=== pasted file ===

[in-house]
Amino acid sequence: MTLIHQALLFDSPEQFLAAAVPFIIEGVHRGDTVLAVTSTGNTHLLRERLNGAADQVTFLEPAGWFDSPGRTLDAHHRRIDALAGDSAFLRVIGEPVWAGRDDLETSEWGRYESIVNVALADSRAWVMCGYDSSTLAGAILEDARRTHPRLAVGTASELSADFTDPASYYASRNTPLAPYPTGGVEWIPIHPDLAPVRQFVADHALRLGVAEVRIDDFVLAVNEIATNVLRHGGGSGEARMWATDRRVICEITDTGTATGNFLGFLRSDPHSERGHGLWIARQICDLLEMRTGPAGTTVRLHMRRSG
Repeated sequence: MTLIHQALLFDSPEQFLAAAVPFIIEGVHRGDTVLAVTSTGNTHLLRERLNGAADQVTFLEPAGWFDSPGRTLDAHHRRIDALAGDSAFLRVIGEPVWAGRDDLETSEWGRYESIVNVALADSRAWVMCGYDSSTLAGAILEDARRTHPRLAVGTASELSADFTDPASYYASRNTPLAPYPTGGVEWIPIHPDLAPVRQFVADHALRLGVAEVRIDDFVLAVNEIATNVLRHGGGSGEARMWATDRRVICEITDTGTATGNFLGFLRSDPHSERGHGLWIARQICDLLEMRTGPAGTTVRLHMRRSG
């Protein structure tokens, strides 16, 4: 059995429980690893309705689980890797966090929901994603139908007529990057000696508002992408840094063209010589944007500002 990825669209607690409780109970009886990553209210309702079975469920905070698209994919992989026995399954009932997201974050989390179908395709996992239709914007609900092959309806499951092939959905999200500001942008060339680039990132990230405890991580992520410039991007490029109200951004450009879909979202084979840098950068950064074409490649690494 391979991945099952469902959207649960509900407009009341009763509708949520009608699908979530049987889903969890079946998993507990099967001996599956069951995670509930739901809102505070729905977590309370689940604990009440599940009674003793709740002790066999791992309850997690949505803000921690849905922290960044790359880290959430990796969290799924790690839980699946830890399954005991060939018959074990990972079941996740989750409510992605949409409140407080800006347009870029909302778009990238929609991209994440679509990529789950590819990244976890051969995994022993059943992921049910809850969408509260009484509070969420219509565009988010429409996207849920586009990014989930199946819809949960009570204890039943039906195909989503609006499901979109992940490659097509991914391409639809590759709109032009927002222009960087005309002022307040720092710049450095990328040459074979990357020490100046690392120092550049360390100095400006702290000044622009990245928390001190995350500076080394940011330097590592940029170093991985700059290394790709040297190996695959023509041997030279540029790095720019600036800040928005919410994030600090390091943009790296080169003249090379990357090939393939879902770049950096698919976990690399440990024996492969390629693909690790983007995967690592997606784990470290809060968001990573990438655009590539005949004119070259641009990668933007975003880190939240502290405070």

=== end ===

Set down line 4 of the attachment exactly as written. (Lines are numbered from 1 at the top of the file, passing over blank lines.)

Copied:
């Protein structure tokens, strides 16, 4: 059995429980690893309705689980890797966090929901994603139908007529990057000696508002992408840094063209010589944007500002 990825669209607690409780109970009886990553209210309702079975469920905070698209994919992989026995399954009932997201974050989390179908395709996992239709914007609900092959309806499951092939959905999200500001942008060339680039990132990230405890991580992520410039991007490029109200951004450009879909979202084979840098950068950064074409490649690494 391979991945099952469902959207649960509900407009009341009763509708949520009608699908979530049987889903969890079946998993507990099967001996599956069951995670509930739901809102505070729905977590309370689940604990009440599940009674003793709740002790066999791992309850997690949505803000921690849905922290960044790359880290959430990796969290799924790690839980699946830890399954005991060939018959074990990972079941996740989750409510992605949409409140407080800006347009870029909302778009990238929609991209994440679509990529789950590819990244976890051969995994022993059943992921049910809850969408509260009484509070969420219509565009988010429409996207849920586009990014989930199946819809949960009570204890039943039906195909989503609006499901979109992940490659097509991914391409639809590759709109032009927002222009960087005309002022307040720092710049450095990328040459074979990357020490100046690392120092550049360390100095400006702290000044622009990245928390001190995350500076080394940011330097590592940029170093991985700059290394790709040297190996695959023509041997030279540029790095720019600036800040928005919410994030600090390091943009790296080169003249090379990357090939393939879902770049950096698919976990690399440990024996492969390629693909690790983007995967690592997606784990470290809060968001990573990438655009590539005949004119070259641009990668933007975003880190939240502290405070």